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The Spirits of 1776

The Spirits of 1776

Philadephia's New Cocktail Scene.

Originally published in the August 2010 issue of Out.

Philadelphia, birthplace of our nation, also happens to be the birthplace of beer. When William Penn showed up in 1683, he wrote home excitedly about the punch and the beer, which he called a ?very tolerable drink.? (?Dear Ma, Love the forests! The beer here is great! Xo, Bill.?) In 1840, a wave of Bavarian immigrants brought a sea of lager to the area. Today, microbrews are as Philadelphian as ?Yo!? and the cheese steak. Until recently, beer was pretty much the only thing you could get out. But a cocktail mania has hit the City of Brotherly Love, and that?s good news for those looking for a slightly classier evening.

Among the most exciting bo?tes is a charming subterranean bar near the city?s gay neighborhood, Washington Square West, called the Franklin Mortgage & Investment Co., named after a Prohibition-era front. Fittingly, in a long, narrow, speakeasy-ish den, mixologists serve well-crafted cocktails like the Philadelphia Scotsman (bonded apple brandy, ruby port, ginger, orange, and lemon juice topped with seltzer) to a sophisticated crowd.

A few blocks away, APO (short for Apothecary) Bar & Lounge serves serious cocktails with a healthy dose of local pride. (For New Yorkers: Think Therapy mixed with the Chinatown cocktail grotto Apotheke.) APO?s take on a Manhattan -- featuring a flaming orange and artisanal Fee Brothers bitters and named after the Philly nabe Midtown Village -- is best drunk on the rooftop patio on a summer?s day.

But the most telling herald of the city?s cocktail revival might be that two of Philadelphia?s biggest restaurant players have set their sights on spirits. Jose Garces, who already has six restaurants, just opened Village Whiskey, which offers cocktails like the Philadelphia Fish House Punch and one ounce tastings of its predictably extensive list of single malts, mash-bill bourbons, and ryes.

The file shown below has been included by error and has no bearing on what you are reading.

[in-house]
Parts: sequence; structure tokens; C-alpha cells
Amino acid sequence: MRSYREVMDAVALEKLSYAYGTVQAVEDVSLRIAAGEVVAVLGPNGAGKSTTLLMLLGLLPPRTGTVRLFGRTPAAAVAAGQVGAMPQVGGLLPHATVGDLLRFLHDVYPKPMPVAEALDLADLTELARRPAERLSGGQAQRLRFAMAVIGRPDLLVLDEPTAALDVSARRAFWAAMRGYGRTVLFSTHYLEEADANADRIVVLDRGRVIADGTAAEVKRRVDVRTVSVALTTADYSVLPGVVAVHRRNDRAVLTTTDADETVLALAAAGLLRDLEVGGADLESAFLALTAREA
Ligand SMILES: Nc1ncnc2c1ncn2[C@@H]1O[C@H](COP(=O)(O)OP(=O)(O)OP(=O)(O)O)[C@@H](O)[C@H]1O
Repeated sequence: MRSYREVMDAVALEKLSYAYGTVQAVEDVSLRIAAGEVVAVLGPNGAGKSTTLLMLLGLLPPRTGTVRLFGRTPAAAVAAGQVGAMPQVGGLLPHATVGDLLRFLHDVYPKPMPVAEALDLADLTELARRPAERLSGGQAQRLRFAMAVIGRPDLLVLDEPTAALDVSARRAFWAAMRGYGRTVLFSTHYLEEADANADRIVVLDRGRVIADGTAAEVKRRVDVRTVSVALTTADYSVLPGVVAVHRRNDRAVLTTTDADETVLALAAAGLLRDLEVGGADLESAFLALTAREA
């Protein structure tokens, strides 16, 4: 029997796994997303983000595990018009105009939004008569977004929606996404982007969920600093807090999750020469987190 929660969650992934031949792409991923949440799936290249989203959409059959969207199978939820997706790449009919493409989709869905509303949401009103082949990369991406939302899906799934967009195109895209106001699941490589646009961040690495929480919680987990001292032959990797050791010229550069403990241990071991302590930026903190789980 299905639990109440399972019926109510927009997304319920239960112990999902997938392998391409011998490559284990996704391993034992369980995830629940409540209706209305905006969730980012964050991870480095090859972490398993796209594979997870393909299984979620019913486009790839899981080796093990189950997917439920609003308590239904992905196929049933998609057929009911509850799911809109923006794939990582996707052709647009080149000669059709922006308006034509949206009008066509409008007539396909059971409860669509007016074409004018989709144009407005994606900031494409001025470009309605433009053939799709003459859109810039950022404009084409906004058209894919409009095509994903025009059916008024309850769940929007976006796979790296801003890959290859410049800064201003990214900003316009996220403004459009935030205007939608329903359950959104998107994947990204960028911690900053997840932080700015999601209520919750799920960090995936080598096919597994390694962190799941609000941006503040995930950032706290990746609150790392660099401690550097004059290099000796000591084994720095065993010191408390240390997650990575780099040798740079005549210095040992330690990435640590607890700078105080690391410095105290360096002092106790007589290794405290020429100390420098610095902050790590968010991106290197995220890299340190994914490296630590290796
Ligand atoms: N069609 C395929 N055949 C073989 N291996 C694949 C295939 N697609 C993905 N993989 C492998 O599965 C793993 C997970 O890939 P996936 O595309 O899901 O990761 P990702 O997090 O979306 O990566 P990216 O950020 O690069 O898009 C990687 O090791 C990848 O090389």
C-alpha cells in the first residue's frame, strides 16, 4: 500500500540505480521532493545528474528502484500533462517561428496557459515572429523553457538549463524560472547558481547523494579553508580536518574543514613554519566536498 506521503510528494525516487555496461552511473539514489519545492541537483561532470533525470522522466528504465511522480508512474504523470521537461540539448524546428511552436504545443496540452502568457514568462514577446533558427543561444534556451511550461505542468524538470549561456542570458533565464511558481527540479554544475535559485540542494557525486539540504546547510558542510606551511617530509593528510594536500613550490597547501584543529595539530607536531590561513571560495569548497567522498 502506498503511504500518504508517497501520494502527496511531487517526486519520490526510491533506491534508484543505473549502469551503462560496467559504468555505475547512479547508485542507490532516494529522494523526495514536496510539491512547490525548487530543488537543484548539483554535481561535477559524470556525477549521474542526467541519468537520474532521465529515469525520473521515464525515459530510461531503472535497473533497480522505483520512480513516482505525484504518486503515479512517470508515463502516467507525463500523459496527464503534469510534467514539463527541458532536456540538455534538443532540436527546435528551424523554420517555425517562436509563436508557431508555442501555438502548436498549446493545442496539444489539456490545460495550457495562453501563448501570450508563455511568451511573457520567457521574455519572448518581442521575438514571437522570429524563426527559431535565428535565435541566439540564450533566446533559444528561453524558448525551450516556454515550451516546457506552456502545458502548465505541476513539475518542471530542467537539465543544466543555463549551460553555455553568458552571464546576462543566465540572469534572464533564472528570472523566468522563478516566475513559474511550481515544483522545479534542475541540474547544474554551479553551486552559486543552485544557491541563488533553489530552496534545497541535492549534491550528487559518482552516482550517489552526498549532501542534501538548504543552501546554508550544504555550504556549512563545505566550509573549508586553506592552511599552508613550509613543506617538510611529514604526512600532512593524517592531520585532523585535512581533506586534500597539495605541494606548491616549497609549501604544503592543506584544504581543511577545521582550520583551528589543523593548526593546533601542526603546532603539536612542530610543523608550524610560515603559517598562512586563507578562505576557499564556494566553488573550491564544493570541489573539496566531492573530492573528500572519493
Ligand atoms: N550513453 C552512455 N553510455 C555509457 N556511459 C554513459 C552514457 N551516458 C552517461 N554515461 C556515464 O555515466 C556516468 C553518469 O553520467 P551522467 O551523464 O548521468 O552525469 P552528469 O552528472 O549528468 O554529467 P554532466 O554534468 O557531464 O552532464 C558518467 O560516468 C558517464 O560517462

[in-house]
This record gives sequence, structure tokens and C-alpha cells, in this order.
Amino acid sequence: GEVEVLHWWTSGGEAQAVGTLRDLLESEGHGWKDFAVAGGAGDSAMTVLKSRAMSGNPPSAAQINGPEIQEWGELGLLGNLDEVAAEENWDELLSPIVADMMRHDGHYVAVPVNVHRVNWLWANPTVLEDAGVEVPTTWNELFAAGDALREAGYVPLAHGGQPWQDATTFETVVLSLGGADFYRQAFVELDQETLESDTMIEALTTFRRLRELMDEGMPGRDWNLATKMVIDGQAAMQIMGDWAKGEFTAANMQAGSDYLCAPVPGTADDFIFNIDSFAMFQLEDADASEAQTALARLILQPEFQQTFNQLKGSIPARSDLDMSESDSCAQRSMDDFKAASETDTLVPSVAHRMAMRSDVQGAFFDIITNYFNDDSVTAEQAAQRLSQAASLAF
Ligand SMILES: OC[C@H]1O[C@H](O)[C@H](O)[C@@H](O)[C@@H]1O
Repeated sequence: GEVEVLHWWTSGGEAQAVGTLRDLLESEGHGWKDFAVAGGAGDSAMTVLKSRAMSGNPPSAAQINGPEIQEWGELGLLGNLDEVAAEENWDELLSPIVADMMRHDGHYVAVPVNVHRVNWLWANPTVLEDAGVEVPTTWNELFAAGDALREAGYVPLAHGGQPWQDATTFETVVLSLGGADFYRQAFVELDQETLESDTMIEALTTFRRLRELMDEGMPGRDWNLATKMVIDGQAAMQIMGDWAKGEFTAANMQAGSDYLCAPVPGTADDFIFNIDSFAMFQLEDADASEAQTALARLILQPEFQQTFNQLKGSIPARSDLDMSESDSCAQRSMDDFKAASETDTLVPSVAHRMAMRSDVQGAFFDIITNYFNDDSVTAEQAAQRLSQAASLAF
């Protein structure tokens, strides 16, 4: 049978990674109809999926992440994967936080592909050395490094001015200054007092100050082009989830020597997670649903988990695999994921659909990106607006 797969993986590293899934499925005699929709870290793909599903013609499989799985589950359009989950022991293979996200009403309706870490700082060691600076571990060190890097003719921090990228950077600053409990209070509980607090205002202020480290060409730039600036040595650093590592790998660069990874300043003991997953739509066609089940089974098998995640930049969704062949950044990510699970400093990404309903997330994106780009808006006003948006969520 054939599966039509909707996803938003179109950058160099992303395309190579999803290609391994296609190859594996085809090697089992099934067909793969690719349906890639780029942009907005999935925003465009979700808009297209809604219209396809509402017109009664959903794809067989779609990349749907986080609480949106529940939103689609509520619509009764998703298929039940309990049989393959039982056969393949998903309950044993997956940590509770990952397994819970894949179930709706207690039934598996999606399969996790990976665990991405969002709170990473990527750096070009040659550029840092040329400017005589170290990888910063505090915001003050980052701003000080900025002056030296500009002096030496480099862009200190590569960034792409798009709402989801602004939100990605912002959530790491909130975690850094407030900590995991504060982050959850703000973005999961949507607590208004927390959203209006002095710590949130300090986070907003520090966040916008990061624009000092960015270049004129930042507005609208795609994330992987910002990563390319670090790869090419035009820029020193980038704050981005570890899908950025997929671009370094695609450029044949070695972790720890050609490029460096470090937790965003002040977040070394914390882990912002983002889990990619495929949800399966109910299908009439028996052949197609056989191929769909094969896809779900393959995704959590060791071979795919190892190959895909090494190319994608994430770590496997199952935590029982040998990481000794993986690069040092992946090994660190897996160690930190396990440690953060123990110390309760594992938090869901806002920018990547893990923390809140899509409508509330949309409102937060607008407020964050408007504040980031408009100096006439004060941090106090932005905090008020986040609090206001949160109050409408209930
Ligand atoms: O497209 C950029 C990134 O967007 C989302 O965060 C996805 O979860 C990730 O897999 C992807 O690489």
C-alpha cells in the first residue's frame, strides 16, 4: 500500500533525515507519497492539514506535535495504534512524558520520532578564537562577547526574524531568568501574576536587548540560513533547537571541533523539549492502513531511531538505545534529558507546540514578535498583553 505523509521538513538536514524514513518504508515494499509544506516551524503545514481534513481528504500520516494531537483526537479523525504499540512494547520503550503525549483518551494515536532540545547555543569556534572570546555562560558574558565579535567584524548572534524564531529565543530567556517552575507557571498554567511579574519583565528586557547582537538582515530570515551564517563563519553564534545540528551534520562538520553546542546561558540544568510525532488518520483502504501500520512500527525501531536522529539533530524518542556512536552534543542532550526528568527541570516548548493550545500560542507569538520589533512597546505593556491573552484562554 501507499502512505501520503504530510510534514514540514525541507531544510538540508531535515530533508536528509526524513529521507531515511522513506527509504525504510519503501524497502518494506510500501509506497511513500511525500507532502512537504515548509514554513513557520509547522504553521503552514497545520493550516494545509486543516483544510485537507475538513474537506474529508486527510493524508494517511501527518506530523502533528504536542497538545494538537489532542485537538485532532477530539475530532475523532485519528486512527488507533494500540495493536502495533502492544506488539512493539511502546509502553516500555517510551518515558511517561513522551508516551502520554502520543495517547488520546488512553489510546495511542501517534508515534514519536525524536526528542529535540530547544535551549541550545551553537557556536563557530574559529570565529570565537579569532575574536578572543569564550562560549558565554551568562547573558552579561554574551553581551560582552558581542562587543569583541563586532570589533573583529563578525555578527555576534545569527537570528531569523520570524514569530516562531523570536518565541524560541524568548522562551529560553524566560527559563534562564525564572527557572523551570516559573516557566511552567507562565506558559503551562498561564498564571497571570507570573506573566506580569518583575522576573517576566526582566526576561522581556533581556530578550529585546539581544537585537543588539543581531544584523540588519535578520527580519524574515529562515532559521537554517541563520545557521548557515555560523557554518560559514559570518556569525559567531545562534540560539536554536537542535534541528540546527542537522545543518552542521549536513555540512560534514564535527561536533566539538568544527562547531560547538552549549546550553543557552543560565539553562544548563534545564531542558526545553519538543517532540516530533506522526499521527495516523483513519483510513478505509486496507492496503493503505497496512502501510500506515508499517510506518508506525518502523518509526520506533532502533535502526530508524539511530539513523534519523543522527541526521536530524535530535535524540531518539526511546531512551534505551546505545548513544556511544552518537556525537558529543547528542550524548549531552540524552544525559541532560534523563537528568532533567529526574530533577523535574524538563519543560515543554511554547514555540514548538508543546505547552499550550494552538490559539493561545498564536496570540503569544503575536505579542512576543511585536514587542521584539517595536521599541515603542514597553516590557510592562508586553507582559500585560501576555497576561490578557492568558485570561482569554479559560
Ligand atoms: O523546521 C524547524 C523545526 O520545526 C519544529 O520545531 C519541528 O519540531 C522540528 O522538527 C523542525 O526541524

The other big player, Stephen Starr of Morimoto and Buddakan, enlisted New York?s Sasha Petraske (from Milk & Honey) to create the cocktail program at the Ranstead Room (2013 Chestnut St. via Ranstead St.), near the idyllic Rittenhouse Square. As in the land of Milk & Honey, your best bet is to saddle up to a snakeskin stool and put yourself in the competent hands of the bartender.

Street Guide

Moments away from Washington Square West, Hotel Palomar has a stylish decor and free wine in the lobby. 117 S. 17th St.; (215) 563-5006;

Chef Michael Solomonov?s Zahav serves reinvented Israeli cuisine in a beautiful Society Hill dining room. For cocktails, try the Marble Rye, made with pumpernickel-infused rye and celery soda. 237 St. James Pl.; (215) 625-8800;

The gigantic Voyeur has the best all-night dance party. Opened last year by the brothers behind Woody?s -- the Gay Cheers of Philly -- it?s slick, dark, loud, and fun. 1221 St. James St.; (215) 735-5772;

Advocate Channel - The Pride StoreOut / Advocate Magazine - Fellow Travelers & Jamie Lee Curtis

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